Schottel has received a contract from Royal Niestern Sander to supply thrusters for an under-construction shallow-draught vessel.
The value of the contract has not been disclosed.
The shipyard is building a 75.9m-long and 14m-wide walk-to-work vessel that was commissioned by Russian companies’ Mercury Sakhalin and Pola joint venture.
The vessel is the first shallow-draught ice-breaking walk-to-work vessel in the world and will bear the icebreaker 5 class notation.
It will be operated by Mercury Sakhalin after its delivery in December next year. It will serve the Sakhalin Island east coast for the offshore oil and gas industry.
Mercury Sakhalin general manager Maxim Anatolievich Petrov said: “In addition to efficiency and reliability, the most important requirement of thrusters on walk-to-work vessels is precise manoeuvrability.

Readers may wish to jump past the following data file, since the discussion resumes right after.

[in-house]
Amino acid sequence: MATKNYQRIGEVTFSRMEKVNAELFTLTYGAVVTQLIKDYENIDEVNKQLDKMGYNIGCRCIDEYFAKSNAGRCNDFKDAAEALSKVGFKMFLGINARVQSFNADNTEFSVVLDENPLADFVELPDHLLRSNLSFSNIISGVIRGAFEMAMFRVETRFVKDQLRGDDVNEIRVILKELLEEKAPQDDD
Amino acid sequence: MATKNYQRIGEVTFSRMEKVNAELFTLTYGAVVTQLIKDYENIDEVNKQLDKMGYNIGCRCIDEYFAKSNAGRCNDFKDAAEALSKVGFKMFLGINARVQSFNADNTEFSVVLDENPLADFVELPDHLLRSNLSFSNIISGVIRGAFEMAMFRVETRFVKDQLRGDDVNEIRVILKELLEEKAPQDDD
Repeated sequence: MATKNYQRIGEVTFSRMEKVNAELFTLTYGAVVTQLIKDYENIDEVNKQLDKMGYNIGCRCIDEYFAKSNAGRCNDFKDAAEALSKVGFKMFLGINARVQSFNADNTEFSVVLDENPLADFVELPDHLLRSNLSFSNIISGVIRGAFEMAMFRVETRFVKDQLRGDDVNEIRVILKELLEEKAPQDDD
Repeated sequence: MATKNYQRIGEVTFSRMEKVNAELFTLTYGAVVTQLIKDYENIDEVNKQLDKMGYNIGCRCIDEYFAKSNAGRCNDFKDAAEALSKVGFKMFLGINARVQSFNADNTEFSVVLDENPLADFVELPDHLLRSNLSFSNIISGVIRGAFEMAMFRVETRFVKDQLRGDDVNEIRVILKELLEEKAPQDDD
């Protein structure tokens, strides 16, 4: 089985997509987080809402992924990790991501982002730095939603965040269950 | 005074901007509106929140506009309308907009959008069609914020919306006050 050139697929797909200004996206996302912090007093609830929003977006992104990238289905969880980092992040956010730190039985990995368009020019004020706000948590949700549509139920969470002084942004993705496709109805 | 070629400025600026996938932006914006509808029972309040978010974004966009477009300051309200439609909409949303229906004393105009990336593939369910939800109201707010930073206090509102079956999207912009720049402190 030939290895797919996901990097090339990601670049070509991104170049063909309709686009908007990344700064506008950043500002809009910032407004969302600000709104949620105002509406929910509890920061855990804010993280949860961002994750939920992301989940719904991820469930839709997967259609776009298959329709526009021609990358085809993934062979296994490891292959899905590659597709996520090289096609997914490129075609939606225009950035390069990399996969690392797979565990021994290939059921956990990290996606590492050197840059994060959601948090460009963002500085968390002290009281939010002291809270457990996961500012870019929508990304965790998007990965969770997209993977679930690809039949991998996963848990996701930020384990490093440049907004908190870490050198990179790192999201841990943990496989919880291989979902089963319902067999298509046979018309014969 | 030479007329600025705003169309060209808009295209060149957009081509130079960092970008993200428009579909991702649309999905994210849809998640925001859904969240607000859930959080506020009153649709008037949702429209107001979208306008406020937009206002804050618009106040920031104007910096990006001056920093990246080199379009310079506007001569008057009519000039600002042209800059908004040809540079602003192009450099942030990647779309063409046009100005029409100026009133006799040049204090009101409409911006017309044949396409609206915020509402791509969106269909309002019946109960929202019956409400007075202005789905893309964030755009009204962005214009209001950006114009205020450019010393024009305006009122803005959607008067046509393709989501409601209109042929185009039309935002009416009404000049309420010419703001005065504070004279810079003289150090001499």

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“Schottel has already proven the performance of their propulsion units on several other walk-to-work vessels.”
It will be equipped with Schottel propulsion package that is powered by electric motors. It will feature one retractable rudder propeller type SRP 260 R (810 kW) and one transverse thruster type STT 2 (700 kW).
The vessel is designed and optimised to operate in the difficult conditions in the east coast of Sakhalin in -30⁰C to 35⁰C temperatures.
It provides a shallow draught of 3.15m, a 4m transit draught in open waters and can break through the ice of up to 100cm.
Featuring motion-compensated gangway, the vessel can accommodate 45 service technicians and 15 crew members.
The main purpose of the vessel is to ensure that the service technicians and equipment are safely transferred to the offshore facilities.